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Fantasy football’s problem with no name, the one I rambled about in June while evaluating potentially elite second-tier quarterbacks, struck again in Week 14, and it struck hard: an iron fist to the ribs of anyone and everyone who had enjoyed the fruits of their early-round quarterback’s labor.
Only two quarterbacks — Zach Mettenberger and the ghost of Brian Hoyer — scored fewer fantasy points than Peyton Manning in Week 14. Manning threw 20 passes as Denver’s offense continued its conversion to the pre-forward pass era, and two of those tosses were picks. None of them were touchdowns.
Drew Brees, meanwhile, managed 13 fantasy points thanks to some fourth quarter garbage time production. Brees’ inefficiency against Carolina’s exploitable defense was downright stunning: He scored 0.25 fantasy points every time he dropped back to pass. That’s less than half the per-dropback production of a typically elite signal caller.
From my summertime musings on fantasy’s problem with no name…
This is the unspoken problem with drafting an elite quarterback — the problem with no name: you’re stuck, you’re trapped, and you feel like you’re betraying your draft day self if you forsake your signal caller when it matters most. This is fantasy football though; allegiance should have nothing to do with your lineup decisions.
The problem with this line of argument, of course, is that Brees had a cake matchup — one that made him a clear top-3 play, no matter the results. This was not a situation in which Brees owners felt forced into deploying their guy against a top-end defense to kick off the fantasy playoffs. He was a must-start.
Manning, on the other hand, was going up against a Buffalo defense that had allowed the fourth fewest fantasy points to opposing quarterbacks through 13 weeks. Signal callers had scored 15 or more fantasy points just five times against them. Buffalo’s defense had given up two passing scores in five weeks. The Bills’ secondary is stocked with some of Pro Football Focus’ most highly rated cover guys. Buffalo is, by any definition, a bad matchup for quarterbacks.
But it’s Peyton. You can’t sit him. The mere notion is a thoughtcrime punishable by fantasy football execution in the Twittersphere.
You can’t sit him in December weather conditions in which he’s traditionally struggled. You can’t sit him because the Broncos’ offensive identity has undergone a radical an undeniable shift over the past three weeks. You can’t sit him because three quarterbacks with juicy matchups are out there, sitting on your waiver wire, begging for your attention.
Peyton owners have benefited from their quarterback for most of 2014. They have the second-most quarterback fantasy production — 59 fewer points than Andrew Luck owners. Peyton’s nuclear performances have single handedly carried fantasy squads to victory. There is no divorce in marrying elite quarterbacks, however, even when someone better catches your eye.
This is the nameless problem. It’ll haunt Peyton Manning owners all off-season.
Here are some takeaways from Week 14 action…
- Travis Kelce ran a whopping 44 pass routes Sunday against Arizona, nearly double the number of routes he’s run in a very frustrating 2014 campaign. Anthony Fasano ran just 21 routes. It seems Andy Reid came to grips with Kelce as a difference maker in the passing game, especially against a Cardinals defense with linebackers and safeties who have struggled mightily in coverage. Kelce, somehow, is fantasy’s No. 9 tight end through Week 14. He’s done this despite being a part-time player. His schedule isn’t particularly appealing down the stretch, but if Kansas City is ready to use Kelce as a central part of a dink-and-dunk offense, he could quickly become a difference maker in the fantasy playoffs. Only Rob Gronkowski is more efficient than Kelce on a per-target basis.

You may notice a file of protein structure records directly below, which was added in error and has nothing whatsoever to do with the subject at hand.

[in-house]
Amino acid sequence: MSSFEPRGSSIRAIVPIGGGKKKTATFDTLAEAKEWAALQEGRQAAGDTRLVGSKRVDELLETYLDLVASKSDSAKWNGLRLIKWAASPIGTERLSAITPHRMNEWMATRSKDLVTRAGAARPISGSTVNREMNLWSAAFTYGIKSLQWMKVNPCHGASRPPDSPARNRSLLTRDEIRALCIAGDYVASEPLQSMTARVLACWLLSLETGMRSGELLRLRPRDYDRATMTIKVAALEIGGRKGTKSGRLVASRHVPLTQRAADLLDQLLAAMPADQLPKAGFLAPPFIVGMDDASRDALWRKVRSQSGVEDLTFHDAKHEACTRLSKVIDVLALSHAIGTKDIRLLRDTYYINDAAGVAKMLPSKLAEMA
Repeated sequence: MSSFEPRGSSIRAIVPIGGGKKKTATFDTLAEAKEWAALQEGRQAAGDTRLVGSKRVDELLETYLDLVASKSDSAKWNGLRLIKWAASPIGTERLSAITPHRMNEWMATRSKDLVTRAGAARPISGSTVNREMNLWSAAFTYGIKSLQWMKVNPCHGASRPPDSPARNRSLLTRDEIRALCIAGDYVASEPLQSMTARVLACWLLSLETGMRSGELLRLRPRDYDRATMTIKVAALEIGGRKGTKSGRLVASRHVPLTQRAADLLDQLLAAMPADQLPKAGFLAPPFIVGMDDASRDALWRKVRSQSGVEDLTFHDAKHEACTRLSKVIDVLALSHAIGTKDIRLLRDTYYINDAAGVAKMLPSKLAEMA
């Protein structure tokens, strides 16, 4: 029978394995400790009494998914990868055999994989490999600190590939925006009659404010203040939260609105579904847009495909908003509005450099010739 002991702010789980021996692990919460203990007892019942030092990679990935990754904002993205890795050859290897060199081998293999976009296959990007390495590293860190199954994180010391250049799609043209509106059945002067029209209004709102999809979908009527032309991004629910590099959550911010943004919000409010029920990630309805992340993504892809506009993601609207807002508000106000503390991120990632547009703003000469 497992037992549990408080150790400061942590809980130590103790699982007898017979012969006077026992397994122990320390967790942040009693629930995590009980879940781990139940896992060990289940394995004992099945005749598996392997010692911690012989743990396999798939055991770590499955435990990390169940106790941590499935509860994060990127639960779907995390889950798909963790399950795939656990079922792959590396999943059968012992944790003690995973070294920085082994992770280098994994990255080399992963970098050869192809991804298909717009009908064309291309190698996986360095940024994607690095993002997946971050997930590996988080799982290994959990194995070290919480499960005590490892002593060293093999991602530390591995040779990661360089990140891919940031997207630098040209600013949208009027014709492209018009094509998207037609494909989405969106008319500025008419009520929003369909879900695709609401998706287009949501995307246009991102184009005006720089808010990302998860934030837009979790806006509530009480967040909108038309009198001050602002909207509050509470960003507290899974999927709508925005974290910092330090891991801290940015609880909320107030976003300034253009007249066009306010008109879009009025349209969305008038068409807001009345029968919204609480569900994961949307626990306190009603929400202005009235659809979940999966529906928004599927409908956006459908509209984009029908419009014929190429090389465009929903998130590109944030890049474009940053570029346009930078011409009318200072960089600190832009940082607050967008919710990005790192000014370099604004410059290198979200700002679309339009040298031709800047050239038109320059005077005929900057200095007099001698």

- Those who stashed Marquess Wilson — the Bears wideout who saw his fair share of preseason buzz — could be handsomely rewarded in fantasy football’s final two weeks. Brandon Marshall is done for the year with injuries to his ribs and lung, leaving Wilson as a starter in a Chicago offense that has turned incredibly pass heavy as their season once again circles the drain. Wilson saw two deep shots from Jay Cutler last Thursday against Dallas. I’d expect to see much more of that from the big-armed Cutty as Wilson is the team’s lone speedy deep threat. While Alshon Jeffery should turn into a target hog in Marshall’s absence, it’s Wilson who could be the beneficiary of more splash plays. I think the 6-foot-3 195-pound Wilson becomes an instant starter in 12-team leagues, and I would hardly be shocked if he posted a gaudy line against the Saints’ porous secondary in Week 15.
- Is Jimmy Graham startable? Can Graham owners, flying high through much of this season, trust the fantasy No. 4 tight end? Graham delivered his second consecutive disastrous line in Week 14 against Carolina, catching just three of 11 targets. That means, rather simply, that Graham’s opportunity remains intact. He also played on more than three-quarters of New Orleans’ offensive snaps. Whether it’s injury or double teams, the tight end’s efficiency has bottomed out, leaving owners with the incredibly uncomfortable choice of sitting their stud and seeking the week’s best matchups. If I owned Graham anywhere (I don’t, naturally), I’d be hard pressed to sit him for anyone on the waiver wire. Would you sit your tight end if he was guaranteed double-digit targets and playing a defense giving up 19.9 schedule-adjusted fantasy points to tight ends? I wouldn’t.
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